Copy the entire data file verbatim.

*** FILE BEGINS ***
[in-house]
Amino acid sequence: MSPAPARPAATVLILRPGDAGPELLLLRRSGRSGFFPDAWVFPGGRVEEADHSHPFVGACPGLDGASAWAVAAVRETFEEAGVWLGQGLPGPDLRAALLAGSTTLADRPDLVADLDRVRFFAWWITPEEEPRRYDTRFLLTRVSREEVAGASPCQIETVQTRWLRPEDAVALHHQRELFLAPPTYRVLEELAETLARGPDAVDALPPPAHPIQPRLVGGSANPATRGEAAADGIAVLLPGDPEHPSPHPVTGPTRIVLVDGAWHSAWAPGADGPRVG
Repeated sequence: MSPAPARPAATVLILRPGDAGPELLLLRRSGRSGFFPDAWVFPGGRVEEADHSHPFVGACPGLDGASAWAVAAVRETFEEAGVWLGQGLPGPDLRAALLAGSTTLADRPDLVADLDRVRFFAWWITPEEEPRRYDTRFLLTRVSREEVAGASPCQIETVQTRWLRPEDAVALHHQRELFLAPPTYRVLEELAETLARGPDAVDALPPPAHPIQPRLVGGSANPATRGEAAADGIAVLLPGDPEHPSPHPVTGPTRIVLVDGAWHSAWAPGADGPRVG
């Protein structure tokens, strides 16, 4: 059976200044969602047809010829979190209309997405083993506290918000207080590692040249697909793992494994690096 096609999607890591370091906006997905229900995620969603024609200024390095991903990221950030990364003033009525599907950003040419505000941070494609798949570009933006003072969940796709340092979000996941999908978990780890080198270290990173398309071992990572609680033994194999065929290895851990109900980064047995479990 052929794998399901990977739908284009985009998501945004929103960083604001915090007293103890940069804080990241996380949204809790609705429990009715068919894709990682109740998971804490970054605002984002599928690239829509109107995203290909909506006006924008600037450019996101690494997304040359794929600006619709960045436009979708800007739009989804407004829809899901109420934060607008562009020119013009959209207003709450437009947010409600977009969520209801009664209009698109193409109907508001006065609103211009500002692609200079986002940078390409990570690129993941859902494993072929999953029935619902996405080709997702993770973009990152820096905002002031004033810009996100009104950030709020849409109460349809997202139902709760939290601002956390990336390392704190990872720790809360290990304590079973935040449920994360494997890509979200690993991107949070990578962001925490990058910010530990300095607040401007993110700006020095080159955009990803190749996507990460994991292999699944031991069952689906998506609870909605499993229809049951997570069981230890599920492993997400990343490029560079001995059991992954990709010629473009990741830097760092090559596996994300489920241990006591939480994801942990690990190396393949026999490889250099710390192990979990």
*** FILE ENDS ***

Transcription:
[in-house]
Amino acid sequence: MSPAPARPAATVLILRPGDAGPELLLLRRSGRSGFFPDAWVFPGGRVEEADHSHPFVGACPGLDGASAWAVAAVRETFEEAGVWLGQGLPGPDLRAALLAGSTTLADRPDLVADLDRVRFFAWWITPEEEPRRYDTRFLLTRVSREEVAGASPCQIETVQTRWLRPEDAVALHHQRELFLAPPTYRVLEELAETLARGPDAVDALPPPAHPIQPRLVGGSANPATRGEAAADGIAVLLPGDPEHPSPHPVTGPTRIVLVDGAWHSAWAPGADGPRVG
Repeated sequence: MSPAPARPAATVLILRPGDAGPELLLLRRSGRSGFFPDAWVFPGGRVEEADHSHPFVGACPGLDGASAWAVAAVRETFEEAGVWLGQGLPGPDLRAALLAGSTTLADRPDLVADLDRVRFFAWWITPEEEPRRYDTRFLLTRVSREEVAGASPCQIETVQTRWLRPEDAVALHHQRELFLAPPTYRVLEELAETLARGPDAVDALPPPAHPIQPRLVGGSANPATRGEAAADGIAVLLPGDPEHPSPHPVTGPTRIVLVDGAWHSAWAPGADGPRVG
């Protein structure tokens, strides 16, 4: 059976200044969602047809010829979190209309997405083993506290918000207080590692040249697909793992494994690096 096609999607890591370091906006997905229900995620969603024609200024390095991903990221950030990364003033009525599907950003040419505000941070494609798949570009933006003072969940796709340092979000996941999908978990780890080198270290990173398309071992990572609680033994194999065929290895851990109900980064047995479990 052929794998399901990977739908284009985009998501945004929103960083604001915090007293103890940069804080990241996380949204809790609705429990009715068919894709990682109740998971804490970054605002984002599928690239829509109107995203290909909506006006924008600037450019996101690494997304040359794929600006619709960045436009979708800007739009989804407004829809899901109420934060607008562009020119013009959209207003709450437009947010409600977009969520209801009664209009698109193409109907508001006065609103211009500002692609200079986002940078390409990570690129993941859902494993072929999953029935619902996405080709997702993770973009990152820096905002002031004033810009996100009104950030709020849409109460349809997202139902709760939290601002956390990336390392704190990872720790809360290990304590079973935040449920994360494997890509979200690993991107949070990578962001925490990058910010530990300095607040401007993110700006020095080159955009990803190749996507990460994991292999699944031991069952689906998506609870909605499993229809049951997570069981230890599920492993997400990343490029560079001995059991992954990709010629473009990741830097760092090559596996994300489920241990006591939480994801942990690990190396393949026999490889250099710390192990979990």